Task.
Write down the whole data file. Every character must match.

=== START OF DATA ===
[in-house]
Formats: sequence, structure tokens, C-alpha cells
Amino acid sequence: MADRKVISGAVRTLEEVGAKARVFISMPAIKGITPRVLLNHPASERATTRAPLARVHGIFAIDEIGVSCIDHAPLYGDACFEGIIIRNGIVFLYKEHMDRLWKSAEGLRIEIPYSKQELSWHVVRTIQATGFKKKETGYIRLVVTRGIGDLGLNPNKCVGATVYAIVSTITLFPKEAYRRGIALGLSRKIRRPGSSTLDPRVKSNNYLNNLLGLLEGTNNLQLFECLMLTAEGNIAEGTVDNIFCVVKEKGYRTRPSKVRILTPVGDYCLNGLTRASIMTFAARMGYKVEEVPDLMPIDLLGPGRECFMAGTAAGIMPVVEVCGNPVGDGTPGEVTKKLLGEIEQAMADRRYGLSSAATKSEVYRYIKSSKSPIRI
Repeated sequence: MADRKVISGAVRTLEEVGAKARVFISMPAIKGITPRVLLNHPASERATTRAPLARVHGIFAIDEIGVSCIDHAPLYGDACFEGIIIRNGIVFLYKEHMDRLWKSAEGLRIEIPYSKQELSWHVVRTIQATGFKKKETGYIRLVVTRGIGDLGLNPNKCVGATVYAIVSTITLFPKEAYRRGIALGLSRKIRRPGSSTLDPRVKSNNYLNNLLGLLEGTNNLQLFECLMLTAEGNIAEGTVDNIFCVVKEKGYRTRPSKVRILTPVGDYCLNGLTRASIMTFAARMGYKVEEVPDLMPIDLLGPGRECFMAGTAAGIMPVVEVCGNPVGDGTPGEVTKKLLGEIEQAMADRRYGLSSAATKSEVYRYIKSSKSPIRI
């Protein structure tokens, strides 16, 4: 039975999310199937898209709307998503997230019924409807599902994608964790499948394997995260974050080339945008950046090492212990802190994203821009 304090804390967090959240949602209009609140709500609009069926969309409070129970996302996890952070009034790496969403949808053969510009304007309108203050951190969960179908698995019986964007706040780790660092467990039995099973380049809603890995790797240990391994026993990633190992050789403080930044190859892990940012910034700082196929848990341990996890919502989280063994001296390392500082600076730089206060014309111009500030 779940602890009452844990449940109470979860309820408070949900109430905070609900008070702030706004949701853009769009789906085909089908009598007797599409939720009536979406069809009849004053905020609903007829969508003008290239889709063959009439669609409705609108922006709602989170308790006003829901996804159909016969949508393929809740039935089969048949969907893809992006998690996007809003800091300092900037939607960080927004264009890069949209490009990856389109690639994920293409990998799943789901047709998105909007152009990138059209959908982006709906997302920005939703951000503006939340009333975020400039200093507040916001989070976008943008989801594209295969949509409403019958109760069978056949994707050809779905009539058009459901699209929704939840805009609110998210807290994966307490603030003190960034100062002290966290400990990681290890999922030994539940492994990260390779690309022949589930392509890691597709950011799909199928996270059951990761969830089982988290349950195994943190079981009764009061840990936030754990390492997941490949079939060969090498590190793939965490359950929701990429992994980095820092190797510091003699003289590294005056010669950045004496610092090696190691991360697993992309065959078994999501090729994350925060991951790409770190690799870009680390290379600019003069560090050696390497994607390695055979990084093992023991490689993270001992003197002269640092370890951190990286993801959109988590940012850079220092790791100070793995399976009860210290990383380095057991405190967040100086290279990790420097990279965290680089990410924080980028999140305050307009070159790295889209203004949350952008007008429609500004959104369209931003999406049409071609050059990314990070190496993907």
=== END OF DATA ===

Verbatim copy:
[in-house]
Formats: sequence, structure tokens, C-alpha cells
Amino acid sequence: MADRKVISGAVRTLEEVGAKARVFISMPAIKGITPRVLLNHPASERATTRAPLARVHGIFAIDEIGVSCIDHAPLYGDACFEGIIIRNGIVFLYKEHMDRLWKSAEGLRIEIPYSKQELSWHVVRTIQATGFKKKETGYIRLVVTRGIGDLGLNPNKCVGATVYAIVSTITLFPKEAYRRGIALGLSRKIRRPGSSTLDPRVKSNNYLNNLLGLLEGTNNLQLFECLMLTAEGNIAEGTVDNIFCVVKEKGYRTRPSKVRILTPVGDYCLNGLTRASIMTFAARMGYKVEEVPDLMPIDLLGPGRECFMAGTAAGIMPVVEVCGNPVGDGTPGEVTKKLLGEIEQAMADRRYGLSSAATKSEVYRYIKSSKSPIRI
Repeated sequence: MADRKVISGAVRTLEEVGAKARVFISMPAIKGITPRVLLNHPASERATTRAPLARVHGIFAIDEIGVSCIDHAPLYGDACFEGIIIRNGIVFLYKEHMDRLWKSAEGLRIEIPYSKQELSWHVVRTIQATGFKKKETGYIRLVVTRGIGDLGLNPNKCVGATVYAIVSTITLFPKEAYRRGIALGLSRKIRRPGSSTLDPRVKSNNYLNNLLGLLEGTNNLQLFECLMLTAEGNIAEGTVDNIFCVVKEKGYRTRPSKVRILTPVGDYCLNGLTRASIMTFAARMGYKVEEVPDLMPIDLLGPGRECFMAGTAAGIMPVVEVCGNPVGDGTPGEVTKKLLGEIEQAMADRRYGLSSAATKSEVYRYIKSSKSPIRI
């Protein structure tokens, strides 16, 4: 039975999310199937898209709307998503997230019924409807599902994608964790499948394997995260974050080339945008950046090492212990802190994203821009 304090804390967090959240949602209009609140709500609009069926969309409070129970996302996890952070009034790496969403949808053969510009304007309108203050951190969960179908698995019986964007706040780790660092467990039995099973380049809603890995790797240990391994026993990633190992050789403080930044190859892990940012910034700082196929848990341990996890919502989280063994001296390392500082600076730089206060014309111009500030 779940602890009452844990449940109470979860309820408070949900109430905070609900008070702030706004949701853009769009789906085909089908009598007797599409939720009536979406069809009849004053905020609903007829969508003008290239889709063959009439669609409705609108922006709602989170308790006003829901996804159909016969949508393929809740039935089969048949969907893809992006998690996007809003800091300092900037939607960080927004264009890069949209490009990856389109690639994920293409990998799943789901047709998105909007152009990138059209959908982006709906997302920005939703951000503006939340009333975020400039200093507040916001989070976008943008989801594209295969949509409403019958109760069978056949994707050809779905009539058009459901699209929704939840805009609110998210807290994966307490603030003190960034100062002290966290400990990681290890999922030994539940492994990260390779690309022949589930392509890691597709950011799909199928996270059951990761969830089982988290349950195994943190079981009764009061840990936030754990390492997941490949079939060969090498590190793939965490359950929701990429992994980095820092190797510091003699003289590294005056010669950045004496610092090696190691991360697993992309065959078994999501090729994350925060991951790409770190690799870009680390290379600019003069560090050696390497994607390695055979990084093992023991490689993270001992003197002269640092370890951190990286993801959109988590940012850079220092790791100070793995399976009860210290990383380095057991405190967040100086290279990790420097990279965290680089990410924080980028999140305050307009070159790295889209203004949350952008007008429609500004959104369209931003999406049409071609050059990314990070190496993907």